Bhagavad Gita, Chapter 9 verse 26
Patram Pushpam Phalam Toyam Yo Me Bhaktyā Prayacchati
Tad Aham Bhaktyupahrtam Aśnāmi Prayatātmanah
He who offers to Me with devotion a leaf, a flower, fruit or water,
I receive that devotional offering from one who’s mind is restrained.
Devotion in the Bhagavad Gita
In the Bhagavad Gita, Krishna instructs Arjuna in how to live a yogic life. In the Sanskrit verse above, he tells Arjuna when one makes an offering with sincerity, even when it is something small, like a leaf, a flower, fruit or water, Krishna will receive that devotional offering. What does it mean for Krishna to say he will receive an offering? First let’s note that Krishna represents distinct and overlapping elements: He is the eighth avatar of Lord Vishnu, the preserver of the universe, who incarnated into form to help rid the world of suffering. And simultaneously, Krishna is as a loving teacher, who guides his capable student, Arjuna.
When Krishna says ‘he who offers to Me’ the capitalization of the ‘m’ in the word ‘Me’ throughout the translation, refers to Krishna as Supreme God, the avatar of the all-powerful Lord Vishnu. The reader must understand that when Krishna refers to himself, as Me with a capital ‘M;’ he is not simply referring to himself as an embodied being named Krishna, the capitalization is referring to Krishna as God itself.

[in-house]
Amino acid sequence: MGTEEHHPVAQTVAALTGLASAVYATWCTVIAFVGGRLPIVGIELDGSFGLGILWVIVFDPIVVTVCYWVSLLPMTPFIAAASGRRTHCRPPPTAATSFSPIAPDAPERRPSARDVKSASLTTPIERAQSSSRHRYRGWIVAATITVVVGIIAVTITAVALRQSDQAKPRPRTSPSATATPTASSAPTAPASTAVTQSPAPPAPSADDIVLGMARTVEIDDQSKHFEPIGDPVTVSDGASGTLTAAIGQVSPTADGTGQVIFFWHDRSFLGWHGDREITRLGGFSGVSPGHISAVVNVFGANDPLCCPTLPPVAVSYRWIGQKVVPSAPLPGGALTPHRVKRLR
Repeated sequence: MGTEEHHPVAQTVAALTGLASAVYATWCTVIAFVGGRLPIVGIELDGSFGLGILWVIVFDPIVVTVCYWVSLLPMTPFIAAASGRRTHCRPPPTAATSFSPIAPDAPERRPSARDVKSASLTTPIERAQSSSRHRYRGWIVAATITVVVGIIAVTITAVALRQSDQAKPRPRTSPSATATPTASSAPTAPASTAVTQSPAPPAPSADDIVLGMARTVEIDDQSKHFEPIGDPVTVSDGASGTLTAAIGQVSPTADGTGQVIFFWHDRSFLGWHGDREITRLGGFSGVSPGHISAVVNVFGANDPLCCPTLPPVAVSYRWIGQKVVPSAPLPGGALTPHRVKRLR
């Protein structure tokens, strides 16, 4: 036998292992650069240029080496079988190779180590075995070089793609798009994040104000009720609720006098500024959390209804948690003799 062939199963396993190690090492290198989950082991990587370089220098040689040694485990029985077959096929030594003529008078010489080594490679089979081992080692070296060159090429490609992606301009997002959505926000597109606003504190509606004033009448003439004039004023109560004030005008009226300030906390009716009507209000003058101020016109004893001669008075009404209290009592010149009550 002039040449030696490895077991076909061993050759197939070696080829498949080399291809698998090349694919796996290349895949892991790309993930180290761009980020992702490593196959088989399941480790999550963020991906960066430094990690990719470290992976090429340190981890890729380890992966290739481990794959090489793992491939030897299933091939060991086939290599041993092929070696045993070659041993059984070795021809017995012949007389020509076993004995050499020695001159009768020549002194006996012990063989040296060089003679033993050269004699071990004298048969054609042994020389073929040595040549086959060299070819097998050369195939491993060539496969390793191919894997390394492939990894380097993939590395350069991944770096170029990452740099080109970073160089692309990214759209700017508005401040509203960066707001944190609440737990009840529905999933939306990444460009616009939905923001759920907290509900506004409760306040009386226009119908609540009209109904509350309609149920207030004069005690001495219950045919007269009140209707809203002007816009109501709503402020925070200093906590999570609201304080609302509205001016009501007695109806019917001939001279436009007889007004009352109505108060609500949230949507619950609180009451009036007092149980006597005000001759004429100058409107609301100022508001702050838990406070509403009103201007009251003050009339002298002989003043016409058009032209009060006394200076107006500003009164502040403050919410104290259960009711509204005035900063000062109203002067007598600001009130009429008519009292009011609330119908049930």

When someone accepts your offering what happens? The offering becomes a part of him. Likewise when God receives your offering it becomes a part of him. Krishna tells Arjuna that he will receive the offering when it is extended with devotion. A devotional offering acts as a bridge linking the offerer to God’s full acceptance which is the realization of Self.
A Quiet Mind
What is a quiet mind? A quiet mind is a mind devoid of thoughts. Generally speaking, the mind moves from thought to thought, while a quiet mind remains still. Since the still mind is free from thoughts, (i.e. doesn’t jump from thought to thought), so, one who has a quiet mind doesn’t move through life by the mind alone. Instead the one absorbed in thoughtless reality, derives strength and inner guidance from what lies beyond the realm of thought. The verse says, Krishna will accept the devotional offering and that offering will merge in him, but that will only happen when the offering is made by one who’s mind is restrained. The job of the yogini-in-training is to quiet her mind. Luckily the great sages left us yogic practices, such as asana, chanting and meditation to support the cultivation of inner silence.
Luminous Soul Meditation
Sit quietly for 8 minutes
Pay attention to your breathing
Survey your body
Sense any tension bring your awareness there and soften
Watch your thoughts as they rise and fall
Don’t move to make meaning just watch
Venture out beyond mind and feel what you are beyond thought
Be with that
©2020 Luminous Shabda, Luminous Soul & Manorama
Did you like this article? If so, please share it with your friends. Use the hashtags #Manorama #SanskritStudies #LuminousSoul
The Wisdom of the Bhagavad Gita Year-Long Teleclass
Coming in 2021